The hard work of lifting families out of poverty
A new retraining program makes long-term commitments to drive transformational change.
By Caitlin Johnston –
All Whitney Mack wants is a better life for her family.
But it’s hard to provide for her three daughters when she makes only $9 an hour as a housekeeper for nursing homes. She usually works six days a week, but even then, her paycheck for two weeks only brings in around $450—just barely enough to pay the daycare, cover her probation program fees and put gas in the car.
That’s why Mack, 30, is so excited about pursuing her Commercial Driver’s License (CDL), which will allow her to drive trucks locally. The minimum pay for that job? $15 an hour. That’s a 66 percent increase over her current earnings.
“It will be more stable,” Mack said. “Hopefully I don’t really have to stress about not having enough money then, and I can focus on getting a better lifestyle for my kids.”
Mack decided to pursue her CDL after completing The Salvation Army’s Impact Program in Sarasota, Fla., a local aspect of the Army’s larger Pathway of Hope initiative. The two-generational program focuses on helping both parents and children develop life skills and enhance their education.
One of the biggest challenges for many parents whose families are in poverty is identifying a stable job that pays a living wage. That’s precisely what the Impact Program is designed to do.
The program aims to retrain parents for jobs in sectors that have higher wage rates and job growth. Organizers design “career in a year” pathways that provide options for parents.
It’s all about matching an individual’s skills and preferences with the right career and training program, said Chris Johnson, Sarasota’s program manager for Pathway of Hope and Emerge, a related initiative.
“We look at tracks that will allow them to find employment once they graduate,” Johnson said. “We look at their background, their skills, all those things and create a path that’s very unique for the individual, that works for them and their family.”
National Pathway of Hope Coordinator Sabrina Kiser formerly worked as a case manager in the program. She recalls many of her residents coming in and saying they wanted to be a certified nursing assistant (CNA) without knowing much about the job itself, just hearing that CNAs made decent money.
“I’d ask them, ‘What do you think a CNA does?’” Kiser said. “‘What do you think about cleaning up adult diapers? How do you think you’d do sticking people with needles? Bodily fluids?’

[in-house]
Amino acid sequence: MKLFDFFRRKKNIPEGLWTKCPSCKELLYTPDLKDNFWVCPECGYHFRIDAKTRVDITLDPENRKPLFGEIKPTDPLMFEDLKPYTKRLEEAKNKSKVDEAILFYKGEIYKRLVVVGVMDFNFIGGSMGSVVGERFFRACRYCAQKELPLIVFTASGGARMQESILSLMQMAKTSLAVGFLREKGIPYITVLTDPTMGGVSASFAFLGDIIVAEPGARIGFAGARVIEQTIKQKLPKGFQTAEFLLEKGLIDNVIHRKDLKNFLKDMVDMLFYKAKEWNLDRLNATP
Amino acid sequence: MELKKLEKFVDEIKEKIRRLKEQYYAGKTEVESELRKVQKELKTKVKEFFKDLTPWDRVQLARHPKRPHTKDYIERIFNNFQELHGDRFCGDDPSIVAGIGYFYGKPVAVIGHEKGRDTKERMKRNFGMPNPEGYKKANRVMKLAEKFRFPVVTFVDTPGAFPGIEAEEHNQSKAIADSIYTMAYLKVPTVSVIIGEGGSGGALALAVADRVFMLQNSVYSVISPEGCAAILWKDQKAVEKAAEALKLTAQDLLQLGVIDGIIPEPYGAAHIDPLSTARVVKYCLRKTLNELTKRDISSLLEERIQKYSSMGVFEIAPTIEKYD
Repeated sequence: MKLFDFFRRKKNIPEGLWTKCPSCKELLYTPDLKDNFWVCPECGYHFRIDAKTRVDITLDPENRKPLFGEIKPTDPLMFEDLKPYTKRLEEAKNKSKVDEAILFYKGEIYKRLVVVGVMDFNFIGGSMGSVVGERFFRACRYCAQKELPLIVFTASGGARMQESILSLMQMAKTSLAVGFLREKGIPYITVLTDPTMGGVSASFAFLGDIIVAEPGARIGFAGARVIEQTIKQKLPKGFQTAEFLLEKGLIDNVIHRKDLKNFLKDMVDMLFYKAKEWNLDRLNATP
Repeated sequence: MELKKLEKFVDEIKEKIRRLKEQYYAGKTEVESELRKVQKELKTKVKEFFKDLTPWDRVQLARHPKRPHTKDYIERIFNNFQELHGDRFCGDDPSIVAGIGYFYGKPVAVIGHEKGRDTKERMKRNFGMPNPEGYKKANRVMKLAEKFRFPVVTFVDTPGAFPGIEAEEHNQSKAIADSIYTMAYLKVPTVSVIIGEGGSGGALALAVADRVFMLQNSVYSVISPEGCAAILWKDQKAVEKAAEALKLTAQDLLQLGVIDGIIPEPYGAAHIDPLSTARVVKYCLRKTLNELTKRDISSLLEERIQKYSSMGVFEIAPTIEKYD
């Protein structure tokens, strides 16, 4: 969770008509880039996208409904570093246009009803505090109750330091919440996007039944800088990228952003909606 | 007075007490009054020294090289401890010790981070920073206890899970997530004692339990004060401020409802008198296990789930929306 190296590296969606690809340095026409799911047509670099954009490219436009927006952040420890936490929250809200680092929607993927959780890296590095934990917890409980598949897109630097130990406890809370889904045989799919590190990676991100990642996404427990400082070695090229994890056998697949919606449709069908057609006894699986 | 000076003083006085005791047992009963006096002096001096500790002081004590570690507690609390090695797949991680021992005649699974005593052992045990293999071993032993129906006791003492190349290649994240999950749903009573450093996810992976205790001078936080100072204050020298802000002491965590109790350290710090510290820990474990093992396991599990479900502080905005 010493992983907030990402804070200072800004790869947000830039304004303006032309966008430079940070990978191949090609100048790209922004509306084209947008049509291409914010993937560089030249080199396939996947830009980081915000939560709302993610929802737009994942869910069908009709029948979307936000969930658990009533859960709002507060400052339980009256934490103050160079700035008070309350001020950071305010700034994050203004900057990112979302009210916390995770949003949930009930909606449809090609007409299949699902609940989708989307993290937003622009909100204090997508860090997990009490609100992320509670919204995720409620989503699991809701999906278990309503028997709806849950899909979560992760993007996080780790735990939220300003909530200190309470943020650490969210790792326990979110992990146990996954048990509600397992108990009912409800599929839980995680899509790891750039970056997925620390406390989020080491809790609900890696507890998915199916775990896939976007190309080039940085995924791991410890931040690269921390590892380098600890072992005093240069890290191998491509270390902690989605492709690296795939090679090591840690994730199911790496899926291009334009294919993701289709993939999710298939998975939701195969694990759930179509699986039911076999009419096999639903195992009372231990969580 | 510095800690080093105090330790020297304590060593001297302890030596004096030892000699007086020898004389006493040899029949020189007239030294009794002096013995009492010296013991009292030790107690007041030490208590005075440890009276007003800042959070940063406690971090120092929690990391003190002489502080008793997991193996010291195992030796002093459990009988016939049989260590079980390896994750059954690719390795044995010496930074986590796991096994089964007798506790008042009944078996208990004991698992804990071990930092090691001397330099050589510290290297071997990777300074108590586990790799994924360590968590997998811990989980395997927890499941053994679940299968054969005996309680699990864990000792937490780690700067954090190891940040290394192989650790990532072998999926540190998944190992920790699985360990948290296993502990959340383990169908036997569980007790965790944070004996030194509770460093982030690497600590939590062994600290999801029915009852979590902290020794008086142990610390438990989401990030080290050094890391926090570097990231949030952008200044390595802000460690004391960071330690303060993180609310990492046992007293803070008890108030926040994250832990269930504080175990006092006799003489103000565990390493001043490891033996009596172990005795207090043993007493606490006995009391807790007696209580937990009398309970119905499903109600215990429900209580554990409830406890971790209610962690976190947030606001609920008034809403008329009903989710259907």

“We’d get to the conclusion that they didn’t really want to be a CNA, but they knew that could they could get training in that and move to a career. So we look at what they really are interested in.”
For Mack, the decision was easy. She likes driving. But more importantly, she likes that the training program to earn her certification only takes three weeks. This is especially important as she will not be working during that time, and thus won’t be earning a paycheck.
“Going without for three weeks is hard, but it’s a lot better than six months,” she said.
The Salvation Army tries to assist participants during their training and course work so it’s not too much of a financial burden, Johnson said.
Impact, and Pathway of Hope, stand out nationwide as examples of anti-poverty programs with tangible results.
Solving poverty isn’t easy, said National Program Secretary Lt. Colonel David Kelly. If it was, we wouldn’t be struggling to address the same issues decades after President Lyndon Johnson announced the country was going to wipe out poverty, he said.
“Congressional folks, they make it sound like there are some obvious fixes,” said Kelly, who testified before the Ways and Means Committee last year. “[But] it’s hard work to get people out of poverty.”
The Salvation Army set a goal last year of raising $200 million in five years to roll out Pathway of Hope nationwide. A majority of the fundraising is done on the local level, Kelly said.
And while the Army hasn’t been as successful with fundraising yet as it had hoped, many donors are receptive to the idea of funding programs that result in long-term, quality changes for those involved.
“Funders today are not really interested in paying for a certain number of meals or nights of shelter,” Kelly said. “They’re looking for outcomes not outputs. They are looking to see transformational change.”
Knowing that, the Army decided to ask donors to make a longer-term investment because the type of change the program seeks to produce requires significant time—usually about a year-and-a-half to two years of work. And many funders stepped up.
“They’re quite happy with an 18-month investment if it makes a real change as opposed to a year and a half from now still serving the same number of meals in the same shelters,” Kelly said.
“People are realizing there’s a societal benefit to more people in the workforce and more people not needing as much government assistance,” Kiser said. “Some people are looking for a silver bullet, but if poverty were that easy to solve, we would’ve done it already.”